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Early anthrax hunches revealed in documents

The unsealed papers show how the FBI came to think Hatfill was responsible for the deadly 2001 mailings.

November 26, 2008|David Willman | Willman writes for the Los Angeles Times.

WASHINGTON — Investigative documents unsealed Tuesday revealed provocative details behind early suspicions that led the FBI to target the wrong man in the 2001 anthrax mailings that killed five people.

The misguided investigation continued for years into the original suspect, Dr. Steven J. Hatfill, who in June won a $5.8-million settlement from the FBI and the Justice Department for violating his privacy rights. On Aug. 8, the U.S. attorney for Washington explicitly exonerated Hatfill from any involvement in the mailings.

The documents were made public by order of a federal judge in response to a lawsuit brought by the Los Angeles Times and the New York Times. Lawyers for the newspapers argued that the investigation of the mailings was a matter of high public interest and among the most complex and expensive in the annals of federal law enforcement.

The investigation culminated with the suicide on July 29 of Bruce E. Ivins, a government microbiologist who was about to be charged in the deadly mailings that also sickened or injured 17 people. Authorities said evidence showed Ivins, acting alone, carried out the attacks.

The unsealed documents dealt not with Ivins but with Hatfill, disclosing some of the early mistaken suspicions and false leads behind the troubled investigation.

In a sworn statement seeking a judge's permission to search Hatfill's apartment and other property in July 2002, FBI Agent Mark P. Morin alleged that Hatfill, while employed as a research scientist at Ft. Detrick in Maryland from 1997 to 1999, "had access to the unlocked storage freezers in which the Ames strain" of anthrax was kept.

Later, the FBI found that the unique formulation of anthrax powder used in the mailings was prepared by Ivins and was never accessible to Hatfill.

Morin's affidavit included a curious entry linking Hatfill in an unspecified way to the former Rhodesia. It cited the deaths of anti-government rebels from anthrax exposure. However, the FBI made no allegation that Hatfill had access to anthrax in what is now Zimbabwe.

The affidavit also suggested that Hatfill lied to the FBI about his use of Cipro, a drug that can save the life of a person exposed to inhaled anthrax. According to the sworn statement, in the months before and after the anthrax mailings, Hatfill filled several prescriptions for Cipro. The affidavit added, "During an interview with FBI agents on March 27, 2002, Steven Hatfill denied taking any Cipro during the months of September and October of 2001."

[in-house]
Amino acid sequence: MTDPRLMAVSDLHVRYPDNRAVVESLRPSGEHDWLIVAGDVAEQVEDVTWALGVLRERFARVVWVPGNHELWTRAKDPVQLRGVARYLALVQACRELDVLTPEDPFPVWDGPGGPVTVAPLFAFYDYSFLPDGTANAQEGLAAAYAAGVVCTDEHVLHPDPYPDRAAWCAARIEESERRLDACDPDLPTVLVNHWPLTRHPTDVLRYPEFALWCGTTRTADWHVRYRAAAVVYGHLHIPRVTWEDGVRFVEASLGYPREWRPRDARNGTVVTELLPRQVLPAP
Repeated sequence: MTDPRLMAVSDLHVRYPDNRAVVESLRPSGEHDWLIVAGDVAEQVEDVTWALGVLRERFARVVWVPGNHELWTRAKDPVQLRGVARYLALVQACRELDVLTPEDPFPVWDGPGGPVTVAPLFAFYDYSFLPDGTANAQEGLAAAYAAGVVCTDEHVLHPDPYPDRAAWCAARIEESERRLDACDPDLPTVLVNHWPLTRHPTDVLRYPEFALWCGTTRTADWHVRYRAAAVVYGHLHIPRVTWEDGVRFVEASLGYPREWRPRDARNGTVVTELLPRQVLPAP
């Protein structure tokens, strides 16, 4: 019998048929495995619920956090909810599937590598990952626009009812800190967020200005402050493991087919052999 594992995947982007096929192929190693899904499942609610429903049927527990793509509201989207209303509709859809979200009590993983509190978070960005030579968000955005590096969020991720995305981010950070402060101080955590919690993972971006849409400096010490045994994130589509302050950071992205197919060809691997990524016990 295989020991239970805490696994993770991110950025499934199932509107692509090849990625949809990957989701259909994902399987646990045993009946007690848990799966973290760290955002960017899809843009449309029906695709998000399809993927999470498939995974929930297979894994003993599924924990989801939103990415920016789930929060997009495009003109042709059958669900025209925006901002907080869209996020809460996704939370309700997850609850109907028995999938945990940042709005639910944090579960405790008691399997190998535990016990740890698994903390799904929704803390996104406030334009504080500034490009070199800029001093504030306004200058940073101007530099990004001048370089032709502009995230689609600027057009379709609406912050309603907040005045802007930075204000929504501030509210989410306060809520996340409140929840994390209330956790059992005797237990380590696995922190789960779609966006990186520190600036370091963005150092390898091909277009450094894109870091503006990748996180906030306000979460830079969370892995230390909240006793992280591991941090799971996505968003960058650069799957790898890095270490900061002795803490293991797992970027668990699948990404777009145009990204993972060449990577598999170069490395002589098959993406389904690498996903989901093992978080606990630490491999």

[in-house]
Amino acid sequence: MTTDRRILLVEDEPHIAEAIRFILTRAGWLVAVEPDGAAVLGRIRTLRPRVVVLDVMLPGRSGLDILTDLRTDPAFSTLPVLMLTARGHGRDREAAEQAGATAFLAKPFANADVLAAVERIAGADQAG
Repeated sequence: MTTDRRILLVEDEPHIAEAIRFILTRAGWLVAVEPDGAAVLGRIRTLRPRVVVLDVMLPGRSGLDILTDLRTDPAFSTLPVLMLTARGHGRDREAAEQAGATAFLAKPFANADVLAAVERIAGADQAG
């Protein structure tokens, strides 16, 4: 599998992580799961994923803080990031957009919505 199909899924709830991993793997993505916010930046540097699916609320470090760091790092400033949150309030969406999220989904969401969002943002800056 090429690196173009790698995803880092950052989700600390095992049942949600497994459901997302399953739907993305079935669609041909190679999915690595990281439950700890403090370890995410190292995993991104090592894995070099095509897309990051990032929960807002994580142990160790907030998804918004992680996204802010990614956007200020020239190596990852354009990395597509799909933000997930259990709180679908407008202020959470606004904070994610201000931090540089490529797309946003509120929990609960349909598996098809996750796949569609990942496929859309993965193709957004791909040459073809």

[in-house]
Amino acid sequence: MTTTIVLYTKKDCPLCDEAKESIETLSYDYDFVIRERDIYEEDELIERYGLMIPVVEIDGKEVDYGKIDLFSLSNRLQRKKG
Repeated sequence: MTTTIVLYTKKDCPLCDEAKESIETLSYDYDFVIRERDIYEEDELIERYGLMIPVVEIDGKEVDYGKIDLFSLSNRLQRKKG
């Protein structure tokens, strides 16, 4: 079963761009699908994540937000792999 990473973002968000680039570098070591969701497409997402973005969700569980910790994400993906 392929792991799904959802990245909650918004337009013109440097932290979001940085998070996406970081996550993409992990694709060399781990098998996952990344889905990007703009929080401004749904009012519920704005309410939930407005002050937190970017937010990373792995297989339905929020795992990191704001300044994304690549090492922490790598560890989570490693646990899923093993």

Hatfill's attorney, Thomas G. Connolly, said in an interview Tuesday that he was puzzled by the allegation that his client might not have been truthful about Cipro.

"It's well known that Dr. Hatfill had Cipro prescribed to him after nasal surgery," he said. That surgery, Connolly said, was performed on or about Sept. 11, 2001.

The attorney also issued a statement suggesting the unsealed documents be kept in perspective.

"Search warrant affidavits are designed to raise suspicion. . . . But like so much of what has been written about Dr. Hatfill in the past seven years, the affidavits released today cite sources whose names are unknown and whose credibility cannot be tested," the statement said.

"Our repeated experience has been that people make wild accusations in secret, only to retract them under public questioning. . . . [W]e know in 2008 that Steven Hatfill had nothing to do with the anthrax attacks."

One of the first federal investigators to question Hatfill about the anthrax mailings, now-retired FBI Agent Bradley Garrett, said Tuesday that Hatfill had remained the bureau's "only viable suspect -- until they figured out" Ivins.

Defenders of Ivins, including his lawyers and some former colleagues at the Army's biological weapons research institute at Ft. Detrick, contend that a trial would have exonerated the scientist.

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Times researcher Janet Lundblad contributed to this report.

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